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Supplement to Spons dictionary of engineering, civil, mechanical, military, and naval (1879) (14784201702)

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Supplement to Spons dictionary of engineering, civil, mechanical, military, and naval (1879) (14784201702)

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Identifier: supplementtospon02spon (find matches)
Title: Supplement to Spons dictionary of engineering, civil, mechanical, military, and naval
Year: 1879 (1870s)
Authors: Spon, Edward Byrne, Oliver Spon, Ernest Spon, Francis N
Subjects: Engineering
Publisher: London, New York, E. & F.N. Spon
Contributing Library: Smithsonian Libraries
Digitizing Sponsor: Smithsonian Libraries



Text Appearing Before Image:
ork for upwards of eighteen months, in a seamvarying from 22 in. to 30 in. in thickness. The coal is hard and is worked on the long wall system,in a face of about 200 yds. in length. The average of one months work in this mine is 130 yds. a shiftof nine hours, inclusive of stoppages, or 14; yds, an hour ; the undercut is 3 in. high, 3 ft. into thecoal, and close to the floor of the seam. The maximum speed of undercutting is said to be 60 yds.an hour; but this can only apply to a seam in which the holing is very easy, Alexanders coal cutter is supported by wheels, and carries two cylinders with their pistons,valves, and usual details for obtaining motive power from the action of compressed air. Figs. 891and 892 are vei-tical sections at right angles to each other, showing the gearing for obtaining theprogressive movement of the machine along the coal face; Fig. 893 is an inverted plan showingthe mode of connecting the jib to the under side of the frame; and Figs. 894 and 895 are a plan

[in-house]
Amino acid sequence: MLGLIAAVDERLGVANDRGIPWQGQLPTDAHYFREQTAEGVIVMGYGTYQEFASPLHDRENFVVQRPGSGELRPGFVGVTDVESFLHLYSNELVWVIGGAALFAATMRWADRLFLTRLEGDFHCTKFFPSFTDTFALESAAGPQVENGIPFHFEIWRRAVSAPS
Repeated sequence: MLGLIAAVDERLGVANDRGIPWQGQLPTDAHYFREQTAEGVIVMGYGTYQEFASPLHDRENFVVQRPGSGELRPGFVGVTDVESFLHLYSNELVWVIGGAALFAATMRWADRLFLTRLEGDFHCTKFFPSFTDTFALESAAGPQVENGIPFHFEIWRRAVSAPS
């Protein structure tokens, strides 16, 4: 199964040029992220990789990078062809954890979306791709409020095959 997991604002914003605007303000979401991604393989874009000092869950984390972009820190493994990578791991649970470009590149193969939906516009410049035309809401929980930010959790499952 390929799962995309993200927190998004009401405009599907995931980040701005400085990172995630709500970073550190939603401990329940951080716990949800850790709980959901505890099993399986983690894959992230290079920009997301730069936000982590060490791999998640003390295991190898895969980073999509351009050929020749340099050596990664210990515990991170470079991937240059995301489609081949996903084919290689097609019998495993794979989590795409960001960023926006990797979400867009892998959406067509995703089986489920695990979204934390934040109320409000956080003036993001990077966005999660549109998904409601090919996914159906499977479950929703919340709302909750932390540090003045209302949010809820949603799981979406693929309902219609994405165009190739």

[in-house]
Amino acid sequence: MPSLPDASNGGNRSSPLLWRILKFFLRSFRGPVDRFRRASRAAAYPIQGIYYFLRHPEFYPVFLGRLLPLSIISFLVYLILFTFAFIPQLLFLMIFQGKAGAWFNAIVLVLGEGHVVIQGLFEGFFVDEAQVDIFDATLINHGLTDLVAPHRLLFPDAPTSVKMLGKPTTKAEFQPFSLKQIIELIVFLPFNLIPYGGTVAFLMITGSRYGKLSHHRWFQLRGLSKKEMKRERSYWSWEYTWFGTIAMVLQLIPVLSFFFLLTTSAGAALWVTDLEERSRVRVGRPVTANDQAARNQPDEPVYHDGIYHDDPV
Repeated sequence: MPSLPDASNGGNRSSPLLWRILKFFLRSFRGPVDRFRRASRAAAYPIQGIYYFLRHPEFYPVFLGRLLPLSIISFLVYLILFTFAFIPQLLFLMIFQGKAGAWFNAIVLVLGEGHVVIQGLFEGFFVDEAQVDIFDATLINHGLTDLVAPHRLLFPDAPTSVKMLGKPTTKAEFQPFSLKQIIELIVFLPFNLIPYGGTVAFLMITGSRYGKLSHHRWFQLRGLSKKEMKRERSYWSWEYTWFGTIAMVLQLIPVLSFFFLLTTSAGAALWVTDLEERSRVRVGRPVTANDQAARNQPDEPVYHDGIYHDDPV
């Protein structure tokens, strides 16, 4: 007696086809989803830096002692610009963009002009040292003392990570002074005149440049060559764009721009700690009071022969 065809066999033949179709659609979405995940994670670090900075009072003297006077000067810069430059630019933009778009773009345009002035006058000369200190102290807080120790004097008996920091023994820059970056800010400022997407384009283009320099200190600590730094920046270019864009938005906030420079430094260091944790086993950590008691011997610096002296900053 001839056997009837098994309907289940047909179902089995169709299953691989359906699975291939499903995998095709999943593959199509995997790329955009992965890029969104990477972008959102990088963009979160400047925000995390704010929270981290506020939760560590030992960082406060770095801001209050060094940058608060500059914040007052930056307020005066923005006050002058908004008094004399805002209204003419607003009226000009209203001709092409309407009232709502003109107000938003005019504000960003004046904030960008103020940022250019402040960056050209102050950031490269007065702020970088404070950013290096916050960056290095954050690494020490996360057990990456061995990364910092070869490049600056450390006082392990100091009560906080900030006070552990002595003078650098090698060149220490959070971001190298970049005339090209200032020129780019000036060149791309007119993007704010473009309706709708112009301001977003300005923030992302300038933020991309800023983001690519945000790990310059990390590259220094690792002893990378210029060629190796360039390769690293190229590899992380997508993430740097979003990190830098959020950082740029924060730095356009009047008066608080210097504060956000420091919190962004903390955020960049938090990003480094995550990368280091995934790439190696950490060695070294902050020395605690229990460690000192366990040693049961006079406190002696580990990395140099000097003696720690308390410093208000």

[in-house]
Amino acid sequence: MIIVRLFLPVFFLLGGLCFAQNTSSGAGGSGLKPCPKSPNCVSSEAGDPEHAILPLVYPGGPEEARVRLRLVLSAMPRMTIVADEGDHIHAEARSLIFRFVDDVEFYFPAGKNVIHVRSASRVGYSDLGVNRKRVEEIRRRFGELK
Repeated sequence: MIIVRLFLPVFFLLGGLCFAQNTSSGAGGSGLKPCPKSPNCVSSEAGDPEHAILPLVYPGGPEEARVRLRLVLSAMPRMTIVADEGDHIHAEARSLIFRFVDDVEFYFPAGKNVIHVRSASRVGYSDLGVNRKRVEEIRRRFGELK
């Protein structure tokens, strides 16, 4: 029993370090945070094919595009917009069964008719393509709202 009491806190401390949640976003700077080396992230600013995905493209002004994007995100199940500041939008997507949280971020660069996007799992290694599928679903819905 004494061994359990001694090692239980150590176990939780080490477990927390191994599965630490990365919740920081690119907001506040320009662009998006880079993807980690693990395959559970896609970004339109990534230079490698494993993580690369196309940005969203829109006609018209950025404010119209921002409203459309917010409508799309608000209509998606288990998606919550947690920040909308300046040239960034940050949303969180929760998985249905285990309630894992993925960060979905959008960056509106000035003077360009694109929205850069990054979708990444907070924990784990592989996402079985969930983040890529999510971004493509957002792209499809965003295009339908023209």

Text Appearing After Image:
and an edge view of one of the links of the endless chain of cutters. In this machine the jibD is mounted so that it can be swung round in either direction from its usual position, wldch is atrio-ht anodes to the coal face, into a position parallel to the face. This enables the machine to beused to cut its way into and out of the coal face without previous undercutting by hand. For thispurpose the inner end of the jib D is curved out of the plane of the endless chain, and formedwith a laro-e eye, to fit and turn on an annular flange, formed on the under side of the main plate.The jib D is held by an annular plate bolted beneath it to the flange after it is put in its place.The rim is formed with worm-wheel teeth, and the jib is turned as required by means of a wormscrew engaging with these teeth, the shaft of the worm being turned with a ratchet lever by hand,or by progressive gearing worked by the machine itself. The jib D is fixed in its right angle positionafter being entered into

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